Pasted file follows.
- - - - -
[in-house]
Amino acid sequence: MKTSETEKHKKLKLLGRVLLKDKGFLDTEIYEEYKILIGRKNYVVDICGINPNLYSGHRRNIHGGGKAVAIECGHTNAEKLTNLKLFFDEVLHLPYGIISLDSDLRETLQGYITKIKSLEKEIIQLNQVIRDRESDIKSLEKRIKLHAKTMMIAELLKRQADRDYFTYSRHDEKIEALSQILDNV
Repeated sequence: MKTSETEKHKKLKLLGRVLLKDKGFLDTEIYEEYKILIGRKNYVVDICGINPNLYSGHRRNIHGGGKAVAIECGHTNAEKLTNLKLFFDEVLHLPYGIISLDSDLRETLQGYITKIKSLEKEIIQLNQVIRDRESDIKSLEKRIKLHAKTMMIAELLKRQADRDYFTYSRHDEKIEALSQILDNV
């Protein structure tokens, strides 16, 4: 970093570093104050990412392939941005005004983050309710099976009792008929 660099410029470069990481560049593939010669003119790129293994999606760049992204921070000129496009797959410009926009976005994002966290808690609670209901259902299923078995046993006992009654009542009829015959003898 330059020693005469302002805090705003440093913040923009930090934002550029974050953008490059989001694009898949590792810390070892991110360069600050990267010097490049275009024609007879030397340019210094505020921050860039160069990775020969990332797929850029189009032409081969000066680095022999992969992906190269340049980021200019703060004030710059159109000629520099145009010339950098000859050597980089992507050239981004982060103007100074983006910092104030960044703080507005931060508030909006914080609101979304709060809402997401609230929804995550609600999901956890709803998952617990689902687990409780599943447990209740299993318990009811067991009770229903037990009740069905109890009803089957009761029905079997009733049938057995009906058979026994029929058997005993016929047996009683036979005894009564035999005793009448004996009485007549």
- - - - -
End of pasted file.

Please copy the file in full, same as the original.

[in-house]
Amino acid sequence: MKTSETEKHKKLKLLGRVLLKDKGFLDTEIYEEYKILIGRKNYVVDICGINPNLYSGHRRNIHGGGKAVAIECGHTNAEKLTNLKLFFDEVLHLPYGIISLDSDLRETLQGYITKIKSLEKEIIQLNQVIRDRESDIKSLEKRIKLHAKTMMIAELLKRQADRDYFTYSRHDEKIEALSQILDNV
Repeated sequence: MKTSETEKHKKLKLLGRVLLKDKGFLDTEIYEEYKILIGRKNYVVDICGINPNLYSGHRRNIHGGGKAVAIECGHTNAEKLTNLKLFFDEVLHLPYGIISLDSDLRETLQGYITKIKSLEKEIIQLNQVIRDRESDIKSLEKRIKLHAKTMMIAELLKRQADRDYFTYSRHDEKIEALSQILDNV
């Protein structure tokens, strides 16, 4: 970093570093104050990412392939941005005004983050309710099976009792008929 660099410029470069990481560049593939010669003119790129293994999606760049992204921070000129496009797959410009926009976005994002966290808690609670209901259902299923078995046993006992009654009542009829015959003898 330059020693005469302002805090705003440093913040923009930090934002550029974050953008490059989001694009898949590792810390070892991110360069600050990267010097490049275009024609007879030397340019210094505020921050860039160069990775020969990332797929850029189009032409081969000066680095022999992969992906190269340049980021200019703060004030710059159109000629520099145009010339950098000859050597980089992507050239981004982060103007100074983006910092104030960044703080507005931060508030909006914080609101979304709060809402997401609230929804995550609600999901956890709803998952617990689902687990409780599943447990209740299993318990009811067991009770229903037990009740069905109890009803089957009761029905079997009733049938057995009906058979026994029929058997005993016929047996009683036979005894009564035999005793009448004996009485007549």